increase of the emotion of
the sentiments they have
towards each other.
(helpful when dealing
with the foe) (sc 4)
Players preferred (8 of 10) the sentiments
instantiated as results of interaction above those
randomly assigned and the chosen ones.
“This one made the most sense [pointing at the sentiment towards Teresa],
the satisfaction. Because with Teresa I had a history with her, whereas I
did not have much of a history with these other things. I have a history
with the garden gnome, but it seems just as likely it could have been any of
these other objects”.
Inclination among participants to, when asked, prefer
options with highest possible agency.
• Teresa and the sentiment towards her:
accepted at face value. She was explored
rather than questioned.
• The chosen and the randomly assigned
sentiments: discussed and interpreted.
• Players tried to explain “Why does my
avatar feel like this about that?”
• “I'm angry at socks, because you always lose
that one in the dryer, then you end up with
• Several players requested more information of the
back-story during the play test.
• Explanations of story-related events and elements
gave the players better understanding of the systemic
• The players’ understanding of the mechanics seemed
to be intertwined with the meaning they could
attribute to the events in terms of the back story of the
• In the play-test participants accepted several game-play
mechanics at face value.
• That geographical proximity of their PC to a sentiment object
would affect their PC’s state of mind was one such mechanic.
This was observed when players:
• navigated a board of objects to reach a goal;
• were affected by their sentiment to Teresa in her proximity
when they met the second time in the test.
• Each object need to be anchored in the deep structure,
even in a small play test. Insufﬁcient perceived
relevance of objects hinders understanding of game
• sentiments ‘by choice’ - can be interesting used akin to ‘life
path’ systems in table top RPGs
• some participants displayed great enthusiasm coming up with
back-stories for the randomly assigned sentiments
• However, sentiments instantiated by interaction were the most
promising and will be developed and tested further
• The use of sentiments in the next VGW prototype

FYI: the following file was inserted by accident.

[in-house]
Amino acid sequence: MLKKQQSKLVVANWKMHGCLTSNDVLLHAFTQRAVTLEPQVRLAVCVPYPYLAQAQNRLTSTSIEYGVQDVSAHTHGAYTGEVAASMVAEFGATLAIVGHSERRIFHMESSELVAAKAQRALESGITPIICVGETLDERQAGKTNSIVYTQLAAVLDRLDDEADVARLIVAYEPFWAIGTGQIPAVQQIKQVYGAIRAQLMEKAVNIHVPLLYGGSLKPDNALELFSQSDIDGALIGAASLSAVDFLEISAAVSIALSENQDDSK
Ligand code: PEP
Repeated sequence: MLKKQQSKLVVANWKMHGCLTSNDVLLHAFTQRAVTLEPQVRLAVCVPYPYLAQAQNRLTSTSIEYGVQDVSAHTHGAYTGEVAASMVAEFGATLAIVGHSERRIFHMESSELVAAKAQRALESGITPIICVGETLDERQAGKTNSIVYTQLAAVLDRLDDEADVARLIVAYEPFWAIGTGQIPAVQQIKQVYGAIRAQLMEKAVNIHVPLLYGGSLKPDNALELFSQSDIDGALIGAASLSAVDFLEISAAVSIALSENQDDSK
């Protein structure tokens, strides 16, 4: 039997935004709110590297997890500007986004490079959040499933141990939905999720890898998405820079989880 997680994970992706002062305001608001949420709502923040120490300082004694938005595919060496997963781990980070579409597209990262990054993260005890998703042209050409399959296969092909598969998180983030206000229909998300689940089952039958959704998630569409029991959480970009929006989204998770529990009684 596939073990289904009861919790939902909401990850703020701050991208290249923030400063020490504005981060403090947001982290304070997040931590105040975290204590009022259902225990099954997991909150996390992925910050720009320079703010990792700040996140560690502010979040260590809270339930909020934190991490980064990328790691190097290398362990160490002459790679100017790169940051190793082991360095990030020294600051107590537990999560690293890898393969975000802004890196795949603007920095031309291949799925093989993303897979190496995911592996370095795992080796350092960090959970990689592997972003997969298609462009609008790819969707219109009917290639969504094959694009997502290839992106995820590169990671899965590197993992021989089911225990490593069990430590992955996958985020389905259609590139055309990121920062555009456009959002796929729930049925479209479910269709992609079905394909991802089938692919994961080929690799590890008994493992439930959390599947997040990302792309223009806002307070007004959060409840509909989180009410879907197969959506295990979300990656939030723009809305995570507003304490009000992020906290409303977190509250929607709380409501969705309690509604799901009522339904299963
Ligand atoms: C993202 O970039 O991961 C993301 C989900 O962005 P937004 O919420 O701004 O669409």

iteration use the results from the WoM test:
• Usage of sentiment proximity effect as planned
• Addition of formalised relationship-sentiments
• Ex. proximity to friends give ‘belonging’
• Will test (with game mastering) usage of sets of
sentiments rather than singular use.
• Ex. Infatuation is a combination of Interest/
Excitement/Amusement and Joy towards another
General Conclusions 1(2)
• Goals/drives/motivations expressed as emotional
attachments: Interaction in play-test indicated that players
found this ‘natural’
• Proximity effect of sentiments on mental state was accepted
at face value.
• Players’ understanding of objects relevance to back-story
and deep story structure can have an effect on how well the
general game mechanics of a VGW is understood.
General Conclusions 2(2)
• Instantiation of ‘drives/emotions’ make more sense to
players if they are results of interactions. This may open up
for plots emerging from previous interactions among
• Game mastering of authored sets of sentiment may open up
for plot-modelling among player groups. This remain to be
conﬁrmed in play tests.
• Explore how/if emotional attachments can be an
approach to emergent story construction in multi-player
games (both avatar-driven and game mastered):
• Formulate different types of sets of sentiments. Emotionally
valenced relationships among characters and objects. “Object of
Desire” “Triangular drama”
• Play-testing game mastered scenarios with authored sets of
sentiments - game mastered plots.
• Identiﬁcation of potential successful approaches for further
(Additions to existing deep story structures, that are incorporated
into the game mechanics. )